I always wanted to propose a special property tax for parking lots.
It would be based on the number of levels. For instance a 4-story parking garage would pay less than a 2-story parking garage. The highest rate would be applied to a “single level” or surface parking space. And maybe a parking structure over a certain number of levels might pay no property tax at all.
Radical I’m sure. But until there is some economic incentive to stop bulldozing history we’ll continue to see an ever-expanding sea of asphalt.
Image courtesy Plan59.com
The first real step towards a world of Jonny Quest rocket planes traversing the globe.
SpaceX has succeeded in re-launching one of its Falcon 9 rockets for the first time ever, an undertaking that saw the first ever reflight of an entire orbital class rocket ever, by anyone. The achievement is a key ingredient in SpaceX’s long-term business plan for making rocket launches more affordable and accessible to corporate and…
via SpaceX successfully re-launches an orbital Falcon 9 rocket for the first time — TechCrunch
We spend a lot of time and words on what autonomous cars can do, but sometimes it’s a more interesting question to ask what they can’t do. The limitations of a technology are at least as important as its capabilities. That’s what this little bit of performance art tells me, anyway. Read More
via Laying a trap for self-driving cars — TechCrunch
Did you ever wonder if the term “Love-Hate Relationship” existed before computers?
I think it probably did. But I’m guessing it’s used a great deal more today.
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Continue reading For the Love of Shift+Z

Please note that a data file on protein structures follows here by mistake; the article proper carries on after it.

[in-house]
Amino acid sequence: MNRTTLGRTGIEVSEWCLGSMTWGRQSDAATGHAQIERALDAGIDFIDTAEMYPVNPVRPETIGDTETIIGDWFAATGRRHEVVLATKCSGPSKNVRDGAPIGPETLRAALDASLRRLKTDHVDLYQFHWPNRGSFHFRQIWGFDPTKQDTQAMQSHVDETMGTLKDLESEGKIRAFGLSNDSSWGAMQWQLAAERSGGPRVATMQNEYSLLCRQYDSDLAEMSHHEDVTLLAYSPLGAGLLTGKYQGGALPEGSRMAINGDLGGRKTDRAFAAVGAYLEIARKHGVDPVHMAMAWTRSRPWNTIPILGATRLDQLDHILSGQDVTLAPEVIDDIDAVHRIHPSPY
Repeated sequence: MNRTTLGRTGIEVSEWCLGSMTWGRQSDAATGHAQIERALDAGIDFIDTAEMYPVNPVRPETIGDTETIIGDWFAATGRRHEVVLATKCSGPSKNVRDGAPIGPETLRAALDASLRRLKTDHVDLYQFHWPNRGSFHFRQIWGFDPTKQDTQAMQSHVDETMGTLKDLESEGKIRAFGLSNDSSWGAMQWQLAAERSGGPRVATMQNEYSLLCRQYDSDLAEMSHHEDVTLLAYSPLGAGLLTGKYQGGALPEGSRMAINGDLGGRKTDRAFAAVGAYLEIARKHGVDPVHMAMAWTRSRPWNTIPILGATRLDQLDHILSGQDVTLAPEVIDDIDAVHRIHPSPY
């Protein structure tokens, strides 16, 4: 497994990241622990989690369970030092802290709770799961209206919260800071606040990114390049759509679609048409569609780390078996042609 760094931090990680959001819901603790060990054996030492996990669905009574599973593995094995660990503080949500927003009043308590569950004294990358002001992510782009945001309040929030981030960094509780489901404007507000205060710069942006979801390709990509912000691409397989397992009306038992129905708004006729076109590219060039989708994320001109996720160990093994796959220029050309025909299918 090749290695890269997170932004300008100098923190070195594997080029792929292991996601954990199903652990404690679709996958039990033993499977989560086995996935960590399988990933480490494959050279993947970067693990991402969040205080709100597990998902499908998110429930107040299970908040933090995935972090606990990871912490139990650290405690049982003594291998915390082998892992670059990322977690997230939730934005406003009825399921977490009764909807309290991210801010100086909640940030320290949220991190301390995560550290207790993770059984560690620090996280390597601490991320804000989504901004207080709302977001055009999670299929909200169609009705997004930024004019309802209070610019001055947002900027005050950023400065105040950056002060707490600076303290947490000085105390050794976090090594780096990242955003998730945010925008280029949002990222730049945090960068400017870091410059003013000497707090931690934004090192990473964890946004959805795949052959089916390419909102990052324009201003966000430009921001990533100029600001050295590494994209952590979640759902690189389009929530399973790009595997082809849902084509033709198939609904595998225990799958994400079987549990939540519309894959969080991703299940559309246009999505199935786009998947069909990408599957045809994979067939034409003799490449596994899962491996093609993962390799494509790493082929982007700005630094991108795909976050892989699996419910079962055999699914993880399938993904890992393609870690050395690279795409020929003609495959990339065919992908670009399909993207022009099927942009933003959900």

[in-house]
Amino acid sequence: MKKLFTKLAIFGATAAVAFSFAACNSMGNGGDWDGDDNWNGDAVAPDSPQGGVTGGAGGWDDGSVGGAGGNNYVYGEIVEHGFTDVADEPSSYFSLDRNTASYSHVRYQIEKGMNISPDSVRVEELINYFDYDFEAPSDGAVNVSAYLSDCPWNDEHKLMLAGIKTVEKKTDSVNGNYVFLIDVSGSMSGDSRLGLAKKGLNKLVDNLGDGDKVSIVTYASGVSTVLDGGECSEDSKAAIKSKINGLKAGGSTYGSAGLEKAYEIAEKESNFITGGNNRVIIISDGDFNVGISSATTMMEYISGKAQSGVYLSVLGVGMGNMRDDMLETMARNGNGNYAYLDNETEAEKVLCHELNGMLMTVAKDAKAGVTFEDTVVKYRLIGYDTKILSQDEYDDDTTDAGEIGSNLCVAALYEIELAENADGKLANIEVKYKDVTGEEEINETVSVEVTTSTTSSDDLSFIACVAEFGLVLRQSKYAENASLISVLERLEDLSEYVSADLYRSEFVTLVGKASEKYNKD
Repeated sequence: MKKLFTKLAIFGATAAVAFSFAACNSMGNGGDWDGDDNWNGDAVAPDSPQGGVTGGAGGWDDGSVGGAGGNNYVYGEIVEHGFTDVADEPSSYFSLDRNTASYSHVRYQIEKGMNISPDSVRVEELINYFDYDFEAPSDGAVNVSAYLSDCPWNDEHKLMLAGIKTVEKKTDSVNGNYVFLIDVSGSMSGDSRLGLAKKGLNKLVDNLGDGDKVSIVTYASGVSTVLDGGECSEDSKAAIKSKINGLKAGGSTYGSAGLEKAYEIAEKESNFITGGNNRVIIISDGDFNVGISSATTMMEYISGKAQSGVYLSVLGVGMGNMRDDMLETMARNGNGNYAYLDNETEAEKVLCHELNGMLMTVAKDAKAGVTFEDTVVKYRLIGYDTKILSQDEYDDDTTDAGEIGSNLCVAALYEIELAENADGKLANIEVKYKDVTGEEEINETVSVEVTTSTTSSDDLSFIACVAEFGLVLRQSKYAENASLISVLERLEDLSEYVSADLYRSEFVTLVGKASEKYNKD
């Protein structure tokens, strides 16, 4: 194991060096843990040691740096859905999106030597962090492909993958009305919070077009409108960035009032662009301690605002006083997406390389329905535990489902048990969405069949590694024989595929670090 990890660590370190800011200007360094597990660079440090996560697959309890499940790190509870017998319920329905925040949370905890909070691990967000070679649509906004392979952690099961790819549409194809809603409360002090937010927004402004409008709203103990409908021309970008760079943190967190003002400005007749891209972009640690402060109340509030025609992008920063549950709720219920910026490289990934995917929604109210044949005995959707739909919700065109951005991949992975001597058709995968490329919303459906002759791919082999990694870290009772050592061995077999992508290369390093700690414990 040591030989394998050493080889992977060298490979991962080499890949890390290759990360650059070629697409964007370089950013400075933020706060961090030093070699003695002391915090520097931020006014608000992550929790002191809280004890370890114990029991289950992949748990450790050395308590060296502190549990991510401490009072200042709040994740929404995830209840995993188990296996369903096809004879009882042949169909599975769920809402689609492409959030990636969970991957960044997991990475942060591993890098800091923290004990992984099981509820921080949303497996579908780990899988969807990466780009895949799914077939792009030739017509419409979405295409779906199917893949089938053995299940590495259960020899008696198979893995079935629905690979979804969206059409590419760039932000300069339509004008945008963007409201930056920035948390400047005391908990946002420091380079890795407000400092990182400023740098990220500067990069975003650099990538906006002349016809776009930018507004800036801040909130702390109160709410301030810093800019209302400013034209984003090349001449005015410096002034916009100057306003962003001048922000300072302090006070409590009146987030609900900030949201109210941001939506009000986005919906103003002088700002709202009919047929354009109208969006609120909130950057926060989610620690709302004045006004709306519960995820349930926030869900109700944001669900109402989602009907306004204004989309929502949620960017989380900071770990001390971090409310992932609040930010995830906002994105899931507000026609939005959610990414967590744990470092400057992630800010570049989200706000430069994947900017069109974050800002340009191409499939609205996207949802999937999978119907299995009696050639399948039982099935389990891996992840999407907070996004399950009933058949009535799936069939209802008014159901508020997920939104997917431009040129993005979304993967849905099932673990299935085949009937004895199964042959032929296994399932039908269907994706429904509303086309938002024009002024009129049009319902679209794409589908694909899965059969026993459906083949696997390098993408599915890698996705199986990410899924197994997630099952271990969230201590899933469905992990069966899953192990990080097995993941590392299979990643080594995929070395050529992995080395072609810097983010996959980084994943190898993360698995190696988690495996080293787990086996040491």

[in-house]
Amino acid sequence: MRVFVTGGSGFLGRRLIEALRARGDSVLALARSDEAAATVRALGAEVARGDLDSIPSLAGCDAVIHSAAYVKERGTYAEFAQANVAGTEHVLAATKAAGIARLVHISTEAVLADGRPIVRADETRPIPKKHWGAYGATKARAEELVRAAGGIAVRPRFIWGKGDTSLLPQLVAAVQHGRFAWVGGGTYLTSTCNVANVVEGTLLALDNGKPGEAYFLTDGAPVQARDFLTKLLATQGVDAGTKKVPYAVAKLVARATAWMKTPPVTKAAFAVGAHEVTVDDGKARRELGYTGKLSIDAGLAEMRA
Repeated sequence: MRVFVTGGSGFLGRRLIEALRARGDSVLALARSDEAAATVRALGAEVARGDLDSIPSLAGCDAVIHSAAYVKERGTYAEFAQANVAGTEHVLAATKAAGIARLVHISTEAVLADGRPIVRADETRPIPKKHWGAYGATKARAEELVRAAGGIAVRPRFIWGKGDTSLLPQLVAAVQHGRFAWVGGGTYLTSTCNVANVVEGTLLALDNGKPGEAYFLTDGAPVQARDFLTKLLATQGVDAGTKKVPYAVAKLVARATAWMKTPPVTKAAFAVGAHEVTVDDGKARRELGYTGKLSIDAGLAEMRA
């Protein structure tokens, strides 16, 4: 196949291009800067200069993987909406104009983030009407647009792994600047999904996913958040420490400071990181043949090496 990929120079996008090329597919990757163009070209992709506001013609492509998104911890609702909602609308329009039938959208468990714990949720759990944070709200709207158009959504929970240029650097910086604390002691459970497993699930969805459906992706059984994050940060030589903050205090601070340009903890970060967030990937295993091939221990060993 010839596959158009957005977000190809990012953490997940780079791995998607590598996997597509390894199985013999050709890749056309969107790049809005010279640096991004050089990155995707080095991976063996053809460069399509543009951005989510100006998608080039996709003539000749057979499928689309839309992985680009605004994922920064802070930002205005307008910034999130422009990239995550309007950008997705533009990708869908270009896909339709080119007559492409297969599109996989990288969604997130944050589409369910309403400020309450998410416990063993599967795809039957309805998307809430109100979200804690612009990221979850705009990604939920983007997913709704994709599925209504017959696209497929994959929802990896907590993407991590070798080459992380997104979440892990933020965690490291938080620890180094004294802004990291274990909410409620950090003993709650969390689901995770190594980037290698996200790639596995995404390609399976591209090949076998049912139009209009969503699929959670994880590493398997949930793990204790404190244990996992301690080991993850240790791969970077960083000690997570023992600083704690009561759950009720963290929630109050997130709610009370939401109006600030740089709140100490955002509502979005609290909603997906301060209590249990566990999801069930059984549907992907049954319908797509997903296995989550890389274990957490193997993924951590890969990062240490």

Recently ran across this post about the liquidation of an old-school Alfa Romeo dealership located in New Jersey. Actually, the post is about a visit to the time capsule before the liquidation took place. The auction was held earlier this year.
It intrigued me because in a former life I managed to collect quite a few Italian cars.
It was the summer of 2015 when my good friend EC informed me that he had been given “permission” to visit a stash of Alfas. At that time, EC was on the hunt for an Alfa Romeo of his own, and he believed that he might find the car of his dreams at this location. He invited me along to help with the evaluation, on the strict condition that I tell NO ONE […]
via My Secret Visit to a Shuttered Alfa Romeo Dealership — richardscarblog
I’ve been a fan of Chromebooks for years. They’re a great computer choice for so many people. Did you know Chrome OS is now the second most prolific operating system on the planet?
Now a couple of new models from Samsung have upped the game. Read my take on these new game-changers on Design Gadget…
The latest from Samsung hopes to boost the Chromebook beyond entry-level status.
via Chromebooks Go Pro — Design Gadget
A few years ago I attended a conference in Albuquerque. I arrived at ABQ late in the evening and headed toward baggage claim. Walking through the terminal I made my usual scan of the airport’s amenities. I like to know what the airport offers just in case my return trip becomes a campout. Food court, check; sports bar, check; news stand, several; wooden propeller… what?!?
A small exhibit with a wooden propeller hanging on the wall above it caught my eye. As I got closer I was surprised to see an unmistakable silhouette. Inside the display case was a scale miniature of the wacky flying catamaran from Italy known as the Savoia-Marchetti SM.55. An unusual flying boat–or more accurately two boats–joined by a massive wing.
The story of this propeller and how it ended up in Albuquerque, New Mexico is a tale of international intrigue– and an overlooked bit of aviation history. Continue reading A Seaplane in the Desert